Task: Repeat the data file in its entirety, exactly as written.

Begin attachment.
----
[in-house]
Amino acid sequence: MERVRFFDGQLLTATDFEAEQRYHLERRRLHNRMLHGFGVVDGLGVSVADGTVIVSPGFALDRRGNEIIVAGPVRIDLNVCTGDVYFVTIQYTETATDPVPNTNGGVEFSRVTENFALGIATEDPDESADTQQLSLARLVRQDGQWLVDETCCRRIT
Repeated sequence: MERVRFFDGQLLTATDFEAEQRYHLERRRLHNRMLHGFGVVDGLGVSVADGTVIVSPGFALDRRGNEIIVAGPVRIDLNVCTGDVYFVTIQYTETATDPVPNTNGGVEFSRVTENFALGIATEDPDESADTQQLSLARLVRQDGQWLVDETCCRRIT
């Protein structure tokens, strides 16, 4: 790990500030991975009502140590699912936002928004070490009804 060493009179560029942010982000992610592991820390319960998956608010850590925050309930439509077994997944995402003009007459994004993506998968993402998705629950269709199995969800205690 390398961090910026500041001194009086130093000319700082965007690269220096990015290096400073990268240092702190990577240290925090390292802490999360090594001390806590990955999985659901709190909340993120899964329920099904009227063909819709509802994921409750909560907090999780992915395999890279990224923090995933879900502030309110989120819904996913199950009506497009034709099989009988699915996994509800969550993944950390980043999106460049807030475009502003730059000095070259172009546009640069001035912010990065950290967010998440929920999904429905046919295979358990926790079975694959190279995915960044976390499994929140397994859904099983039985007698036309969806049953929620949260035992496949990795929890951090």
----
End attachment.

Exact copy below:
[in-house]
Amino acid sequence: MERVRFFDGQLLTATDFEAEQRYHLERRRLHNRMLHGFGVVDGLGVSVADGTVIVSPGFALDRRGNEIIVAGPVRIDLNVCTGDVYFVTIQYTETATDPVPNTNGGVEFSRVTENFALGIATEDPDESADTQQLSLARLVRQDGQWLVDETCCRRIT
Repeated sequence: MERVRFFDGQLLTATDFEAEQRYHLERRRLHNRMLHGFGVVDGLGVSVADGTVIVSPGFALDRRGNEIIVAGPVRIDLNVCTGDVYFVTIQYTETATDPVPNTNGGVEFSRVTENFALGIATEDPDESADTQQLSLARLVRQDGQWLVDETCCRRIT
């Protein structure tokens, strides 16, 4: 790990500030991975009502140590699912936002928004070490009804 060493009179560029942010982000992610592991820390319960998956608010850590925050309930439509077994997944995402003009007459994004993506998968993402998705629950269709199995969800205690 390398961090910026500041001194009086130093000319700082965007690269220096990015290096400073990268240092702190990577240290925090390292802490999360090594001390806590990955999985659901709190909340993120899964329920099904009227063909819709509802994921409750909560907090999780992915395999890279990224923090995933879900502030309110989120819904996913199950009506497009034709099989009988699915996994509800969550993944950390980043999106460049807030475009502003730059000095070259172009546009640069001035912010990065950290967010998440929920999904429905046919295979358990926790079975694959190279995915960044976390499994929140397994859904099983039985007698036309969806049953929620949260035992496949990795929890951090």